Brixworth Ladies Cricket Club

DEBRIEF: T20 Cup – Hampshire Hold On In Div 1

Team Played Won Lost N/R Points
Hampshire 6 4 1 1 17
Warwickshire 6 4 2 0 16
Lancashire 6 3 0 3 15
Kent 6 2 2 2 10
Surrey 6 2 3 1 9
Sussex 6 2 3 1 9
Nottinghamshire 6 1 3 2 6
Wales 6 1 3 2 6
Middlesex 6 1 3 2 6

Hampshire held on to top spot in Div 1 of the T20 Cup, but Warwickshire and Lancashire are hot on their heels with one round of matches to go next weekend.

Hampshire’s weekend began against Surrey at Widness CC, where Bryony Smith’s 85 off 64 balls set up a total of 155-7. In reply, a 68-run partnership between Maia Bouchier (56) and Fi Morris (25) put Hampshire on course, but it came down to some late heroics from Emily Windsor (31*) and Ella Chandler (11*) to get Hampshire over the line with 3 balls to spare.

Hampshire then took on Lancashire, with a chance to really put themselves in the driving seat going into the final weekend, but a half-century from Eve Jones (62) helped Lancashire post 135-6. Maia Bouchier (44) hit her second score of the day to keep Hampshire close to the rate… but not quite close enough, with Lancashire ahead by 6 runs on DLS when rain put an early end to proceedings.

It was enough to move Lancashire into third, and it is worth remembering that a more equitable allocation of points for cancelled games would mean Lancashire would actually be top on NRR; but the system is what it is – just 1 point for “No Result”, compared with 4 for a win – and Lancashire now need Hampshire to slip up next weekend if they are to have a shot at the title.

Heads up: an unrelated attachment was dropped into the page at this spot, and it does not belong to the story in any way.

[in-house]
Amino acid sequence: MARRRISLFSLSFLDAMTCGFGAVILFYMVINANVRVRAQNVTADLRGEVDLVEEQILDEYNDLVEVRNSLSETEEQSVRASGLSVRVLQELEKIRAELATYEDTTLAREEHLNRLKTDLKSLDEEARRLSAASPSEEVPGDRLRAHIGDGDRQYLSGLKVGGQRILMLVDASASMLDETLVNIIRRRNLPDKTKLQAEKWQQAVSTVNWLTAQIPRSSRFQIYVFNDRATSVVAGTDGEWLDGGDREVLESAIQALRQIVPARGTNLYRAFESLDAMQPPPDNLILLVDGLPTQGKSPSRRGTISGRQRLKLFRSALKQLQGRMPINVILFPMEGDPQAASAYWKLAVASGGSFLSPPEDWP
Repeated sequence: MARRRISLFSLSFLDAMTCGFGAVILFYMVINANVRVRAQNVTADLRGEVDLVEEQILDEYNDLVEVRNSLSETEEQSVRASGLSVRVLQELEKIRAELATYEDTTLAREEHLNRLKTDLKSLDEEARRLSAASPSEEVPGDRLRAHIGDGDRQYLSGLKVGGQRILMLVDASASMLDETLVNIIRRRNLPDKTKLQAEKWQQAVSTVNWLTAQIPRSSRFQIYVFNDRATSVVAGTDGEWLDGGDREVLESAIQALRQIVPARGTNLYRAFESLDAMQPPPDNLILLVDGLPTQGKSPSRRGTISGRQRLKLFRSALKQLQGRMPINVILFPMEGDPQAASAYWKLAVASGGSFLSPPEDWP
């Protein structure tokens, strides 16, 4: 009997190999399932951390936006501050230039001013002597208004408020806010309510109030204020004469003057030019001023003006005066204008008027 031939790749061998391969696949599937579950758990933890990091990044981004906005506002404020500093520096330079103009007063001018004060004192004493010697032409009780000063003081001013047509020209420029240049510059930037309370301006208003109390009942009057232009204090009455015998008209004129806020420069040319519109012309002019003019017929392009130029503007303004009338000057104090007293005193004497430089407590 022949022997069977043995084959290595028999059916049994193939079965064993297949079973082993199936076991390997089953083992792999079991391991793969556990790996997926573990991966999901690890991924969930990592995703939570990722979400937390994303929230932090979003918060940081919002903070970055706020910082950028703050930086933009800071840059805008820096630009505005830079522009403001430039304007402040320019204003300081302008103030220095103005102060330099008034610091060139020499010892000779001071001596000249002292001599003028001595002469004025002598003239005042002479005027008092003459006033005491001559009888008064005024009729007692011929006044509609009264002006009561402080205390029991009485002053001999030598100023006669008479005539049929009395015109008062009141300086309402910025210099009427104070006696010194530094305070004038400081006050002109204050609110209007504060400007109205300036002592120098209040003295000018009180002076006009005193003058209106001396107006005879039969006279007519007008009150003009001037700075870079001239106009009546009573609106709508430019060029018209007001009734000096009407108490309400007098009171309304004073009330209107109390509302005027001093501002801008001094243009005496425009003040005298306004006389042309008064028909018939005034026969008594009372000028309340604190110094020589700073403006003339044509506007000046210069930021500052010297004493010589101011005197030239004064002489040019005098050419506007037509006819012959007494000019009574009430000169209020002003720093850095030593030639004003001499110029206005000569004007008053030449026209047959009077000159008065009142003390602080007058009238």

Elsewhere in Div 1, Warwickshire fought back into contention with wins over Middlesex and Kent, thanks to a cracking weekend with the bat from Gwen Davies, who hit two unbeaten half-centuries – full reports here!

Meanwhile Sussex finally got some proper points on the board – Hollie Young taking 2-8 as they beat Notts by 42 runs; and Georgia Elwis hitting 80*, then taking 4-16 with the ball, for a 12-run win against Wales.

In Div 2, Durham held on to top spot, strolling to easy wins over Derbyshire and Essex; with Somerset 4 points adrift in second place, after wins against Devon and Scotland.